In the share-crazy, real-time culture of the digital age, printing services for traditional business collateral like business cards can seem obsolete. But modern networking still includes face-to-face conversations and accommodates classic communication manners that serious people convey — no matter how they meet someone — with things like a firm handshake, handwritten notes and business cards.
And really, in most cases, potential customers, business associates, partners and other types of people with whom you network at events, conferences, training programs and other physical settings will see your logo and otherwise experience your company for the very first time when they look at your business card. Your card is also what gives them the information they need to learn more about you, your business and the products you sell.
That’s why you need to make sure your business card includes all the pertinent information your contacts need to explore your offerings and connect with you later. And to improve the odds that they’ll actually want to get in touch, invest in professional cards that present your company as a serious and stable entity. After all, the point of networking is to connect with other people to develop mutually beneficial relationships.
Making Contact and Inviting Follow-up
Providing information that enables your contacts to reach you and learn more about your business, make sure these details are on your business card:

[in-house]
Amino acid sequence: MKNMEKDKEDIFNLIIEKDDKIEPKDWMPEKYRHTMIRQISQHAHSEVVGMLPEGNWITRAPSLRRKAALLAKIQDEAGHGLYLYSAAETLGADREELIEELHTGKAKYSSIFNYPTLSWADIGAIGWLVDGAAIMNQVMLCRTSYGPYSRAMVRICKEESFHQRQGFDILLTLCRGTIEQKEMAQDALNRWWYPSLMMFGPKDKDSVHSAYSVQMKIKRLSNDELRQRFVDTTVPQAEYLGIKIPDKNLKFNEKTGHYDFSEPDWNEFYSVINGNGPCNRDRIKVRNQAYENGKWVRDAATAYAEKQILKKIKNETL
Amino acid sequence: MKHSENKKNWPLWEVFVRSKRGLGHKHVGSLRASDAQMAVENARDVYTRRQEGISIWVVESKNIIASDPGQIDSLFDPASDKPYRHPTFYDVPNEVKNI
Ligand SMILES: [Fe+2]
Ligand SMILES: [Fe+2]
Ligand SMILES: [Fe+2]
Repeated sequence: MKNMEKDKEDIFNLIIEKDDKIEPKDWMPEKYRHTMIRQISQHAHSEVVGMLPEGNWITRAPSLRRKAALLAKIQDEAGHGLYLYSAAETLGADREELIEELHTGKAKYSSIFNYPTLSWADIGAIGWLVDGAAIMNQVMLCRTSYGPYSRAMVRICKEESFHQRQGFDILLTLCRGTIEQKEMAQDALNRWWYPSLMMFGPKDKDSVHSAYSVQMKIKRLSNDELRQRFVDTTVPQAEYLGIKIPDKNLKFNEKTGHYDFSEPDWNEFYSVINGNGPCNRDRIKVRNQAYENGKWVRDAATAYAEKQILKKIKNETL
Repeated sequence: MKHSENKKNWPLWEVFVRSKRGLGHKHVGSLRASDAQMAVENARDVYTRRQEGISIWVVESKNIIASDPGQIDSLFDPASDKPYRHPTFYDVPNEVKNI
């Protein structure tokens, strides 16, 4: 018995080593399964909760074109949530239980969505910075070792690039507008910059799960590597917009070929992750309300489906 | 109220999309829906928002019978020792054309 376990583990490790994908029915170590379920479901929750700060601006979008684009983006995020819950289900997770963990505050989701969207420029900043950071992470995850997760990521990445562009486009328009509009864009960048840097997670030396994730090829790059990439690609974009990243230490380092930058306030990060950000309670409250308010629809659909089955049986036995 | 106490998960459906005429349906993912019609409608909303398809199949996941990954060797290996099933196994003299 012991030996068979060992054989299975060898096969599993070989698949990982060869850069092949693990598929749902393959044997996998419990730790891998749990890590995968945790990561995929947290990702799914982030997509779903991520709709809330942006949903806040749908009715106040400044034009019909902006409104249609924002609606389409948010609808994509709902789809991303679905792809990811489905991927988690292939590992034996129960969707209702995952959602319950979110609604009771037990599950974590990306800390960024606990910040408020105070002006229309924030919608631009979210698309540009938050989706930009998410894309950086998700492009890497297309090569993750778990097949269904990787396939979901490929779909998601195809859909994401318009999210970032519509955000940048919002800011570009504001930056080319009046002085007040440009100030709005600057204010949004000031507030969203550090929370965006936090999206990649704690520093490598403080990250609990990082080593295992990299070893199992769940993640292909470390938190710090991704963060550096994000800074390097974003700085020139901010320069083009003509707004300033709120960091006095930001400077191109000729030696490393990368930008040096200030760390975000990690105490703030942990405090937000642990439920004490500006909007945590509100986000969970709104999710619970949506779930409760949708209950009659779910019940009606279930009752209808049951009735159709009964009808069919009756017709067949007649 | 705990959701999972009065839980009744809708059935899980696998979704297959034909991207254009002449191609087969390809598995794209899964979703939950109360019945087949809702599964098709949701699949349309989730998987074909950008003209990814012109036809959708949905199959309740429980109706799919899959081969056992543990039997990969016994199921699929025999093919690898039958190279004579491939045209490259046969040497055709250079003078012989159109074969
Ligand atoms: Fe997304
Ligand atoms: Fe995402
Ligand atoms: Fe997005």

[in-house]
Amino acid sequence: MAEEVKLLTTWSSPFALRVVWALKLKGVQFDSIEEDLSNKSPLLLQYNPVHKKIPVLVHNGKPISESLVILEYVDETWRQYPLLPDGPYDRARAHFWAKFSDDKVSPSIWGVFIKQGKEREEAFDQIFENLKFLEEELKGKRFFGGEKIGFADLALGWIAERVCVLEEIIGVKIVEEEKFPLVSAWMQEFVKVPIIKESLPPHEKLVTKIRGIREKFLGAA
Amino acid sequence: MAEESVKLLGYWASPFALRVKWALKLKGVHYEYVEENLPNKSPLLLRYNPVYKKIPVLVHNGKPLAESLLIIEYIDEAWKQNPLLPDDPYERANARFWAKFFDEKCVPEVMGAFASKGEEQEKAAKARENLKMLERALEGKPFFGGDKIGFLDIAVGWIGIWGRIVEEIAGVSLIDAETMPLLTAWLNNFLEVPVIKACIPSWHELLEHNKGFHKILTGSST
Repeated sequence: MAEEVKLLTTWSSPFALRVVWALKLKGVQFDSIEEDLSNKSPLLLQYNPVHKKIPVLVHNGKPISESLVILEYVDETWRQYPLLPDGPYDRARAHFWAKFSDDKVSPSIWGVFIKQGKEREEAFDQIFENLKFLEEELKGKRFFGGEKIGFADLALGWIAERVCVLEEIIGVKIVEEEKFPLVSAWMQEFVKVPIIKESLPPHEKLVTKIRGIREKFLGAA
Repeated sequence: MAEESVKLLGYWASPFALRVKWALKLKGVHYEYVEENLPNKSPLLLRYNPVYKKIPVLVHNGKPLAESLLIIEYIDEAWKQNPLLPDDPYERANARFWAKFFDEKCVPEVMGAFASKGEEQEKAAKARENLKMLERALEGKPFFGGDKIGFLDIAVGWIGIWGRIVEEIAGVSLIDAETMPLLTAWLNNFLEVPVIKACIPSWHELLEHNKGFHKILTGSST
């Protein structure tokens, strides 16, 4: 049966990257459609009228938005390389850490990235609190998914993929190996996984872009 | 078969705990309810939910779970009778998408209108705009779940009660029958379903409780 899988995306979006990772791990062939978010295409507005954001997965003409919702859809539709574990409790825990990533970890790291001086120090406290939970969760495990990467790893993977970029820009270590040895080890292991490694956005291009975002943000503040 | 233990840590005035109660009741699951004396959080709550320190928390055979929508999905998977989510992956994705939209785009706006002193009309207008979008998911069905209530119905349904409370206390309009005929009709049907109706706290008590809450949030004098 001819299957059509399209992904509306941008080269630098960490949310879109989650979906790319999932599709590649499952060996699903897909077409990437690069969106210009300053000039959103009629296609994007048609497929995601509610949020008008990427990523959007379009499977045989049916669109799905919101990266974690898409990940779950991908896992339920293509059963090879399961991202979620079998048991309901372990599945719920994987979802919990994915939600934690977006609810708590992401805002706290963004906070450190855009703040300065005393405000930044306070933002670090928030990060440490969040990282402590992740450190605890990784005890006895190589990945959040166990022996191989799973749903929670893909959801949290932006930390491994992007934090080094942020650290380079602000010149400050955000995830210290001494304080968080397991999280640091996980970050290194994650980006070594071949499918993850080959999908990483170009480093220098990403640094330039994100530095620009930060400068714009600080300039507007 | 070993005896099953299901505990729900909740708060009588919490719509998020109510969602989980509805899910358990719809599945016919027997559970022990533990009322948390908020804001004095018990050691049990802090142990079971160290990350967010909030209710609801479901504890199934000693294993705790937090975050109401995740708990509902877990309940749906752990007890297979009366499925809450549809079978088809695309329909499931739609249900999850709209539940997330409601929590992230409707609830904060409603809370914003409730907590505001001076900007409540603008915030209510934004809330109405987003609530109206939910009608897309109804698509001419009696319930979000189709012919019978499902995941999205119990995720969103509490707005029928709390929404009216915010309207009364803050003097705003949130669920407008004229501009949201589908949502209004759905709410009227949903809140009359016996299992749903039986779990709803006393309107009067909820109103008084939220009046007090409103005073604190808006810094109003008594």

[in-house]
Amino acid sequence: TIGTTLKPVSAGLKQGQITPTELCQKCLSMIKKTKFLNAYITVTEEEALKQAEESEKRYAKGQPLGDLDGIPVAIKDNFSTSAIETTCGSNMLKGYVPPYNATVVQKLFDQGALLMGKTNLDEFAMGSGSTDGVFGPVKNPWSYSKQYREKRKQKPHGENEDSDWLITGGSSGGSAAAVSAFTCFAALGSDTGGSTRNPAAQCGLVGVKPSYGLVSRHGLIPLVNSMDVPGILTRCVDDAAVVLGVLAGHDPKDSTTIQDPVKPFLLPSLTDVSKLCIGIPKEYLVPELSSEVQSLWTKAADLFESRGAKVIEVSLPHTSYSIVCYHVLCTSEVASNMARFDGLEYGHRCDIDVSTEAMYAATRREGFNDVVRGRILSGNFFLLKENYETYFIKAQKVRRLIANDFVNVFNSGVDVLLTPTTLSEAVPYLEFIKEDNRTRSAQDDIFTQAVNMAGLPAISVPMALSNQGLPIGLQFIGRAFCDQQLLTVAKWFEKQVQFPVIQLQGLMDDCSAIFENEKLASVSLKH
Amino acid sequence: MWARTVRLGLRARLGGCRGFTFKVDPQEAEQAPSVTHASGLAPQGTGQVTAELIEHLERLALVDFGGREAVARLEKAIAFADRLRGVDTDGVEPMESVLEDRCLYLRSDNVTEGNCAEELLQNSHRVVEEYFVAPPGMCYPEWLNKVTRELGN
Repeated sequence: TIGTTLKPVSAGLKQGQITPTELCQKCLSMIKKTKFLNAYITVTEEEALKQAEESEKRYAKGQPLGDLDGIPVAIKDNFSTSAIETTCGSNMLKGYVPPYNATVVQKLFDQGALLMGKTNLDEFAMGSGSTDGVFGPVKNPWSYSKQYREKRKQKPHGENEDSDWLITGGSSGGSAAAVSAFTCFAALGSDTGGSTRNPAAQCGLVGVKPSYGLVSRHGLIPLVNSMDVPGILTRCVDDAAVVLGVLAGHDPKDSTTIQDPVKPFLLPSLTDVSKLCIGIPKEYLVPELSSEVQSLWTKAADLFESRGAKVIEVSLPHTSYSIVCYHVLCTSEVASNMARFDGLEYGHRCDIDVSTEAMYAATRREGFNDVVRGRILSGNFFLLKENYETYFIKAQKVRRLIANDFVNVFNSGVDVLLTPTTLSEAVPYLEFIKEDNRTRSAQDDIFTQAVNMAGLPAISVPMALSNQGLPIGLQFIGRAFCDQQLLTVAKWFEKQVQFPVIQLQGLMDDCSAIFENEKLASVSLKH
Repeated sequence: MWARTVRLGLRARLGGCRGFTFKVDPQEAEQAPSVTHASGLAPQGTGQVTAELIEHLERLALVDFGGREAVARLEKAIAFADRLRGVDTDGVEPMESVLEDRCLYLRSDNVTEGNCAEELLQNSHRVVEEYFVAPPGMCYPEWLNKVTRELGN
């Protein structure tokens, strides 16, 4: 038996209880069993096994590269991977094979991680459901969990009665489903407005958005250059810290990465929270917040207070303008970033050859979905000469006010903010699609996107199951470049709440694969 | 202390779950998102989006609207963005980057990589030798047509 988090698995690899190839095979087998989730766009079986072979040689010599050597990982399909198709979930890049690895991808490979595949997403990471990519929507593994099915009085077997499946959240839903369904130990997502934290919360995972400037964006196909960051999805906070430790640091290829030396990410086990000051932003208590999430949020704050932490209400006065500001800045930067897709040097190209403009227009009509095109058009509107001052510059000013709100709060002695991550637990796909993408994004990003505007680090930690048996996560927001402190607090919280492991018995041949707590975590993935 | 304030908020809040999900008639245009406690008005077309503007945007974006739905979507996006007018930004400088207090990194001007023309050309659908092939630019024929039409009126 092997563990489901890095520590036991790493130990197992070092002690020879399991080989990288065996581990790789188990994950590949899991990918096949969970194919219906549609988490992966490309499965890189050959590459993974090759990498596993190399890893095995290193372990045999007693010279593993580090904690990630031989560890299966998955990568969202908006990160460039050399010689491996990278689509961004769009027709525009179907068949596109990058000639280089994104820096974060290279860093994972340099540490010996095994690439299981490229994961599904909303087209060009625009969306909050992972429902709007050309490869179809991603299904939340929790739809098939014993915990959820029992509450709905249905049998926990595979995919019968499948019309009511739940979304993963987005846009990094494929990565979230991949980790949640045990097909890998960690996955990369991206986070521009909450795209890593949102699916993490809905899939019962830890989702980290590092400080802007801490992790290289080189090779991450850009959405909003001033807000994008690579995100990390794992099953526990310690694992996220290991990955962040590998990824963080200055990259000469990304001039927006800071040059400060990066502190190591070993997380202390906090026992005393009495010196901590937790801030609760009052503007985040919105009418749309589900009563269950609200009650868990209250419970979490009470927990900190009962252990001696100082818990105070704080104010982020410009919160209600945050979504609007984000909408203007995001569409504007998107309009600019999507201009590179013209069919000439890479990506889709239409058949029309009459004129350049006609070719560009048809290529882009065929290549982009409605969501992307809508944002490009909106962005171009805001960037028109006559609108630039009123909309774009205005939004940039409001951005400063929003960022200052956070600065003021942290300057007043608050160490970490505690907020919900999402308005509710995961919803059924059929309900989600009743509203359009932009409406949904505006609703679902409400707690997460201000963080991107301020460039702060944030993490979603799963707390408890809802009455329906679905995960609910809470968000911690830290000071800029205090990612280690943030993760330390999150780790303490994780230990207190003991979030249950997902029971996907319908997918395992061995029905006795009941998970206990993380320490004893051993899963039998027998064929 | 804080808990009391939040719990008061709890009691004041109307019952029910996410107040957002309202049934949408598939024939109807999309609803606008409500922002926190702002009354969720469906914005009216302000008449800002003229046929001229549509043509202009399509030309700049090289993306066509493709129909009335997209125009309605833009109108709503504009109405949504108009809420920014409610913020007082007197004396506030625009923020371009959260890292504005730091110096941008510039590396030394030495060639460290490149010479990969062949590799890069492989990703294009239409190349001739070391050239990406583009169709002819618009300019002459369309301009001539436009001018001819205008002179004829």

- Personal name
- Business name and logo
- Primary phone number
- Email address
- LinkedIn profile URL
- Facebook Page
- Twitter handle (if applicable)
Unless your business relies on faxes and has a confusing or difficult-to-find domain (that’s not included in your email address for some reason), feel free to eliminate your fax number and website address in order to keep your card clean and as uncluttered as possible. This means using a font that’s easy to read and avoiding distracting design elements on your card.
To strengthen your credibility as a serious professional — to make yourself as appealing as possible to your new contacts — your business card should convey your company identity in a way that reinforces your other marketing initiatives and information platforms, including your website and social media pages. A strong cohesive brand makes a great impression.
But don’t mistake these tactics for the end game. Branding initiatives and social media engagement, like other new and old marketing efforts, are simply tools for initiating, maintaining and strengthening personal relationships. Because the fact is, multi-platform branding — with great colors, appealing fonts, compelling messaging and maybe even a snappy jingle — is great, but conversations, personal compatibility and authentic relationships are usually the factors that close sales. Even seasoned businesspeople in every industry get dazzled by the new and shiny tools and overlook the fundamental role of personal engagement in the business process.
So keep it real. Hand your contacts a well-considered and professional business card that contains your best information platforms and contact information when networking. This is a great way to start the conversation; use other relationship-building tools to further develop your appeal and sell your products.